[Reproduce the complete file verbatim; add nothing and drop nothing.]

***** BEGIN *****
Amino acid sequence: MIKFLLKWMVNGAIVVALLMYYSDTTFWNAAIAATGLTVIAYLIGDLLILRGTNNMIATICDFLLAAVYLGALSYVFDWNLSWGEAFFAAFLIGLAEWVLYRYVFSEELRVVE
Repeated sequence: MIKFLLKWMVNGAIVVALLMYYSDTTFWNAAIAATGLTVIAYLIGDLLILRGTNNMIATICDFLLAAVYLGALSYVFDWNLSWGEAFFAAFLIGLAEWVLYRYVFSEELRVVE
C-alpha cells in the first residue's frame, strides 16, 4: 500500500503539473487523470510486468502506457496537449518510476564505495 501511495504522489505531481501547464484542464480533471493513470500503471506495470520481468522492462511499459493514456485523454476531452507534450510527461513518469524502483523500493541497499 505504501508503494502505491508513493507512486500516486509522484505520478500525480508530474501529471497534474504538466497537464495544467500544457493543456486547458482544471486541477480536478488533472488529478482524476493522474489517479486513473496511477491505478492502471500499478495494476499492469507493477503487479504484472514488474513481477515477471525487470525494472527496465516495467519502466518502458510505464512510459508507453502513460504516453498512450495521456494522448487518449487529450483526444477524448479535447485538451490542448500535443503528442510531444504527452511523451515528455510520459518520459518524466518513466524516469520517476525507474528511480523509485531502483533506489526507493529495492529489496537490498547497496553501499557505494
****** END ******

Amino acid sequence: MIKFLLKWMVNGAIVVALLMYYSDTTFWNAAIAATGLTVIAYLIGDLLILRGTNNMIATICDFLLAAVYLGALSYVFDWNLSWGEAFFAAFLIGLAEWVLYRYVFSEELRVVE
Repeated sequence: MIKFLLKWMVNGAIVVALLMYYSDTTFWNAAIAATGLTVIAYLIGDLLILRGTNNMIATICDFLLAAVYLGALSYVFDWNLSWGEAFFAAFLIGLAEWVLYRYVFSEELRVVE
C-alpha cells in the first residue's frame, strides 16, 4: 500500500503539473487523470510486468502506457496537449518510476564505495 501511495504522489505531481501547464484542464480533471493513470500503471506495470520481468522492462511499459493514456485523454476531452507534450510527461513518469524502483523500493541497499 505504501508503494502505491508513493507512486500516486509522484505520478500525480508530474501529471497534474504538466497537464495544467500544457493543456486547458482544471486541477480536478488533472488529478482524476493522474489517479486513473496511477491505478492502471500499478495494476499492469507493477503487479504484472514488474513481477515477471525487470525494472527496465516495467519502466518502458510505464512510459508507453502513460504516453498512450495521456494522448487518449487529450483526444477524448479535447485538451490542448500535443503528442510531444504527452511523451515528455510520459518520459518524466518513466524516469520517476525507474528511480523509485531502483533506489526507493529495492529489496537490498547497496553501499557505494